Students enrolled in Professor Christina Feikes’ professional and technical writing course recently completed a unit examining the genre of instructional writing. The Digital Scholarship Space(D.S.S.) is spotlighting students that used the interactive space for their projects.
What was your project?
For our instructions, I will be creating a video to teach someone how to use a camera stabilizer. To use a camera stabilizer a high attention to detail is required. The camera should be perfectly centered over the stabilizer. In order to get good results and improve our projects, the class created usability reports and tested a randomly selected sample in class on how they interpret the instructions. This process allowed students to take down notes on their subjects and take your instructions back to the drawing board for improvement.
How did you use the D.S.S.?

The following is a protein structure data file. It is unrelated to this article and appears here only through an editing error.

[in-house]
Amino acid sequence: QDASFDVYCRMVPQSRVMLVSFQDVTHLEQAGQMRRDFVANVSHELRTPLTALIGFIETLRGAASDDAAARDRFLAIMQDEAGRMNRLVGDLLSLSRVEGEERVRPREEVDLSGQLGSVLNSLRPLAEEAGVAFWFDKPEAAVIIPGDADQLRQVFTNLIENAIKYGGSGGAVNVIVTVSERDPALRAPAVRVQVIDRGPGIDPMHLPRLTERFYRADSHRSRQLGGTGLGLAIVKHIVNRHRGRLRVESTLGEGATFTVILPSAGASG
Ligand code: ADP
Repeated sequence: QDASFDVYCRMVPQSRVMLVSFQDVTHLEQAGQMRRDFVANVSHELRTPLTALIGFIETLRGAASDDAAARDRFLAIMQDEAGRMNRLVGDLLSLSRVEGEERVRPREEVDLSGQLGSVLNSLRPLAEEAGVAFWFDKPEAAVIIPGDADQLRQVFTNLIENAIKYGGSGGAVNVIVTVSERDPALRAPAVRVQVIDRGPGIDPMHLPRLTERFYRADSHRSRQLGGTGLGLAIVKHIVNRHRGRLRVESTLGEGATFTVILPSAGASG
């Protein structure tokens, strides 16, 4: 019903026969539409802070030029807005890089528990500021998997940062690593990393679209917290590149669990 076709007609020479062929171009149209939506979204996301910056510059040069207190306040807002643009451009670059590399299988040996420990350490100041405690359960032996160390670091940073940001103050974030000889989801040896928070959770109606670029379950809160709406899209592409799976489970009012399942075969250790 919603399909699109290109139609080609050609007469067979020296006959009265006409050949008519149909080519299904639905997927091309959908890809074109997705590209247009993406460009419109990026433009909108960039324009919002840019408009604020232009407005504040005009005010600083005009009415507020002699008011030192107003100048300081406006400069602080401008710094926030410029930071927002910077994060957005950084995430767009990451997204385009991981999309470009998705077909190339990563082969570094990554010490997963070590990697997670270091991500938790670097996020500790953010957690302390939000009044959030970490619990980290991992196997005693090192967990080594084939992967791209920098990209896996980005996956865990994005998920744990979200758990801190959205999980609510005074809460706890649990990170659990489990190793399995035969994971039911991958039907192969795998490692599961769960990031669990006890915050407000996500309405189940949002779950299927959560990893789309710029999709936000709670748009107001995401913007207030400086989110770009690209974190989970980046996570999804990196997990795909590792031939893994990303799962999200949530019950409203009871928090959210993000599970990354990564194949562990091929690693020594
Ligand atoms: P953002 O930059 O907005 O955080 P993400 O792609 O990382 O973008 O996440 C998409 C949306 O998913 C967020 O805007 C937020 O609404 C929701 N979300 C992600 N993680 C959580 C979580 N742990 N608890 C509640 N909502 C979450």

The room we used in Bird not only had space for me to sit and show other students my video but also had enough space within the digital side of the D.S.S. to demonstrate the use of the camera stabilizer. In order to stabilize the camera a decent amount of space is necessary. The D.S.S. was created for interactive activities which we inferred due to all of the virtual reality equipment. I was able to use the space to let others being tested stabilize the camera themselves. Room around the users is required because one has to let the rig fall and adjust. Without this space, several people in the course would have not had enough space to test their projects in a classroom setting.
About the author: James Rudman is a Junior at Syracuse University studying Information Management & Technology in the School of Information Studies.